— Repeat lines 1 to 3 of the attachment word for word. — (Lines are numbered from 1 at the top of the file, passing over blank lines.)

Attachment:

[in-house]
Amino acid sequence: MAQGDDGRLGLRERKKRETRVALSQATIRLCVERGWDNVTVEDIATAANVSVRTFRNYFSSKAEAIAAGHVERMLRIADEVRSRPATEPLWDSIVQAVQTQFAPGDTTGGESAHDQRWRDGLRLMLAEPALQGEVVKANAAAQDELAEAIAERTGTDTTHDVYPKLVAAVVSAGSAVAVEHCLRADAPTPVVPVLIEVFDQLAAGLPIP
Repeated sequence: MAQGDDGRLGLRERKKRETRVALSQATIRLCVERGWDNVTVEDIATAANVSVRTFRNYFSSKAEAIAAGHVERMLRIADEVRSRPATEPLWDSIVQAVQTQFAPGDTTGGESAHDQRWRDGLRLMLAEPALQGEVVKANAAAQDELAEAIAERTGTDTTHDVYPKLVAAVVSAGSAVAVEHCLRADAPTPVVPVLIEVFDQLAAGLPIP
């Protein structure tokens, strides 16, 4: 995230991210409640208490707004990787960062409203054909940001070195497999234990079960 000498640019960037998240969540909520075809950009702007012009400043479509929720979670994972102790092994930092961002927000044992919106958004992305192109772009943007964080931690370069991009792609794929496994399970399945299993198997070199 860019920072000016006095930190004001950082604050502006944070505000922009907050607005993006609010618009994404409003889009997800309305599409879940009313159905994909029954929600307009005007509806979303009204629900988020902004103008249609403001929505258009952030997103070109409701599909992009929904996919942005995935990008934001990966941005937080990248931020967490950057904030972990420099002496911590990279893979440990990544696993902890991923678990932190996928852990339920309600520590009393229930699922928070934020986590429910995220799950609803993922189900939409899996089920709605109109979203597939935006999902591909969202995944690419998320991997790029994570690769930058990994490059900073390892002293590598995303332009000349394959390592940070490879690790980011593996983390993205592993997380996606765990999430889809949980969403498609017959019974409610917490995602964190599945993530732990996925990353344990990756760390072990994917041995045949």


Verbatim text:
[in-house]
Amino acid sequence: MAQGDDGRLGLRERKKRETRVALSQATIRLCVERGWDNVTVEDIATAANVSVRTFRNYFSSKAEAIAAGHVERMLRIADEVRSRPATEPLWDSIVQAVQTQFAPGDTTGGESAHDQRWRDGLRLMLAEPALQGEVVKANAAAQDELAEAIAERTGTDTTHDVYPKLVAAVVSAGSAVAVEHCLRADAPTPVVPVLIEVFDQLAAGLPIP
Repeated sequence: MAQGDDGRLGLRERKKRETRVALSQATIRLCVERGWDNVTVEDIATAANVSVRTFRNYFSSKAEAIAAGHVERMLRIADEVRSRPATEPLWDSIVQAVQTQFAPGDTTGGESAHDQRWRDGLRLMLAEPALQGEVVKANAAAQDELAEAIAERTGTDTTHDVYPKLVAAVVSAGSAVAVEHCLRADAPTPVVPVLIEVFDQLAAGLPIP